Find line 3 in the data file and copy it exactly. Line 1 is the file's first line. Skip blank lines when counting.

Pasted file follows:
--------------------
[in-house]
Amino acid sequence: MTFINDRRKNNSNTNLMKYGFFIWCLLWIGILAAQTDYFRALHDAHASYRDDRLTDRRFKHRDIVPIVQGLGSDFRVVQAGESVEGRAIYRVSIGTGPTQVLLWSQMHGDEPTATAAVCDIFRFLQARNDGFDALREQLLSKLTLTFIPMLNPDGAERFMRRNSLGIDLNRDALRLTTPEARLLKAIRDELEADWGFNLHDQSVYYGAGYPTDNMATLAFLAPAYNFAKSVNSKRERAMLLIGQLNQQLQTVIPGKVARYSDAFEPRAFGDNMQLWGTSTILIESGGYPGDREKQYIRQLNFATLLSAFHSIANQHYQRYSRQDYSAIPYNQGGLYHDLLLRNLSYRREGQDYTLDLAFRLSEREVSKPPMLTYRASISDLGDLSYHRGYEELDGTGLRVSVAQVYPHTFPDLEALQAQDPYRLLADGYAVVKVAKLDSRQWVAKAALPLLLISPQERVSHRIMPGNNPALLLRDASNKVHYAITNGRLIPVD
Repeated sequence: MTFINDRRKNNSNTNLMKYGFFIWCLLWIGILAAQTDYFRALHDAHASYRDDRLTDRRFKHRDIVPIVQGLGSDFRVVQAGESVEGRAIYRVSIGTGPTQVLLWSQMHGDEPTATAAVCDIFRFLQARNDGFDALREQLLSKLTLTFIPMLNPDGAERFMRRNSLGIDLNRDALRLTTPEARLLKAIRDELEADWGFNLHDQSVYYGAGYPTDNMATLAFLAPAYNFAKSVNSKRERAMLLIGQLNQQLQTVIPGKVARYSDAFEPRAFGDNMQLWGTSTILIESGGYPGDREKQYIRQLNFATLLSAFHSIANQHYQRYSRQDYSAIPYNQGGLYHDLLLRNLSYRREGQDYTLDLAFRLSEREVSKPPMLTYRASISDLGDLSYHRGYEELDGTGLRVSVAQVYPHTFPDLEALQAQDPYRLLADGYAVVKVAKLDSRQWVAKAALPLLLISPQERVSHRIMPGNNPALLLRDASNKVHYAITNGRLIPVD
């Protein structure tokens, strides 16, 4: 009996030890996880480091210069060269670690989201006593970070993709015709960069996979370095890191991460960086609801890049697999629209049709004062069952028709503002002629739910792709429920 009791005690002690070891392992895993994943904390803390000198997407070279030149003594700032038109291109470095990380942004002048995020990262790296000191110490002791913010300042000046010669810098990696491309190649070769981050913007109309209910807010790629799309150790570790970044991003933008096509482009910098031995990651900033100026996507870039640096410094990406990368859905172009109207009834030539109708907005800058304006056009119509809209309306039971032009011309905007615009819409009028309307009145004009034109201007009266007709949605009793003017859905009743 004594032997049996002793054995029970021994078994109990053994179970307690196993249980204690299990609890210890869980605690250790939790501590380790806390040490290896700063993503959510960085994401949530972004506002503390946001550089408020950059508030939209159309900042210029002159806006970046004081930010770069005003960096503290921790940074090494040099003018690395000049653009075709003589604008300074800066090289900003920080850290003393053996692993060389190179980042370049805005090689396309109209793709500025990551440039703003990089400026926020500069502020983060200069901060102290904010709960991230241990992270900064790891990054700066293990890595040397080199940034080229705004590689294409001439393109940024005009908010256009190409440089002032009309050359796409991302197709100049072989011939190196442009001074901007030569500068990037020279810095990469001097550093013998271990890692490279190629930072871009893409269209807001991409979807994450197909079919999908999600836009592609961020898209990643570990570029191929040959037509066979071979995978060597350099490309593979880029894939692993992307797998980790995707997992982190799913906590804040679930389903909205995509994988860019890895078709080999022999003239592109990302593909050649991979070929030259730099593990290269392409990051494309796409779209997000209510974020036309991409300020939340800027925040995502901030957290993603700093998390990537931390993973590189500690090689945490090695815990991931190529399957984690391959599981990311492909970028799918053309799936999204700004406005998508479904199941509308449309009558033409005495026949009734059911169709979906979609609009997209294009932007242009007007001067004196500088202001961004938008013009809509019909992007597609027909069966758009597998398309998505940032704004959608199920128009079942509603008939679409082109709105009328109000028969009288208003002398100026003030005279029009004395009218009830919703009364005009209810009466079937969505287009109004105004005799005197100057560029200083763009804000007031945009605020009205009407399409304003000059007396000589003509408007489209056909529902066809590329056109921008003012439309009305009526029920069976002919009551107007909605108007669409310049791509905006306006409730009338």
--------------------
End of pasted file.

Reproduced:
Repeated sequence: MTFINDRRKNNSNTNLMKYGFFIWCLLWIGILAAQTDYFRALHDAHASYRDDRLTDRRFKHRDIVPIVQGLGSDFRVVQAGESVEGRAIYRVSIGTGPTQVLLWSQMHGDEPTATAAVCDIFRFLQARNDGFDALREQLLSKLTLTFIPMLNPDGAERFMRRNSLGIDLNRDALRLTTPEARLLKAIRDELEADWGFNLHDQSVYYGAGYPTDNMATLAFLAPAYNFAKSVNSKRERAMLLIGQLNQQLQTVIPGKVARYSDAFEPRAFGDNMQLWGTSTILIESGGYPGDREKQYIRQLNFATLLSAFHSIANQHYQRYSRQDYSAIPYNQGGLYHDLLLRNLSYRREGQDYTLDLAFRLSEREVSKPPMLTYRASISDLGDLSYHRGYEELDGTGLRVSVAQVYPHTFPDLEALQAQDPYRLLADGYAVVKVAKLDSRQWVAKAALPLLLISPQERVSHRIMPGNNPALLLRDASNKVHYAITNGRLIPVD